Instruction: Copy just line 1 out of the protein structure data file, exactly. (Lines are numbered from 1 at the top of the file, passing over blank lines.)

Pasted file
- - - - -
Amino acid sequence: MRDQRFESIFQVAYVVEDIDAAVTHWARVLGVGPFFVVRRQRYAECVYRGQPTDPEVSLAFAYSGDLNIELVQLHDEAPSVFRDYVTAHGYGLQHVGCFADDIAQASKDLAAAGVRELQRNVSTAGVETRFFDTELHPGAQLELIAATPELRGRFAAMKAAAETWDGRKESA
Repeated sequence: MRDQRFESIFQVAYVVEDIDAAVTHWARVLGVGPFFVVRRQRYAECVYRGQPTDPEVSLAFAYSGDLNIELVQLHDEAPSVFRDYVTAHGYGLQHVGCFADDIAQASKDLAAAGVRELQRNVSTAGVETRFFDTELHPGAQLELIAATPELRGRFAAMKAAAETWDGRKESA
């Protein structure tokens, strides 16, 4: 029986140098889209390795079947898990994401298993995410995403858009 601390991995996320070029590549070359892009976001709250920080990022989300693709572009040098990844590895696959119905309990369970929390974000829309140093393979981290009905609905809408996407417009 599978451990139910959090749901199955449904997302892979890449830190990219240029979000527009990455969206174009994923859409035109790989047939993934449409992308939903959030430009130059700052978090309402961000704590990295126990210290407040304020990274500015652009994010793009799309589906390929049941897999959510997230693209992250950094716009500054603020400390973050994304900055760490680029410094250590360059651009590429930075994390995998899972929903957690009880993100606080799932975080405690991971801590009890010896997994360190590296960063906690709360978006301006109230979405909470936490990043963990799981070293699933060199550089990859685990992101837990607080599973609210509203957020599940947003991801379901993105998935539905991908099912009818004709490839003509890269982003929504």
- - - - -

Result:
Amino acid sequence: MRDQRFESIFQVAYVVEDIDAAVTHWARVLGVGPFFVVRRQRYAECVYRGQPTDPEVSLAFAYSGDLNIELVQLHDEAPSVFRDYVTAHGYGLQHVGCFADDIAQASKDLAAAGVRELQRNVSTAGVETRFFDTELHPGAQLELIAATPELRGRFAAMKAAAETWDGRKESA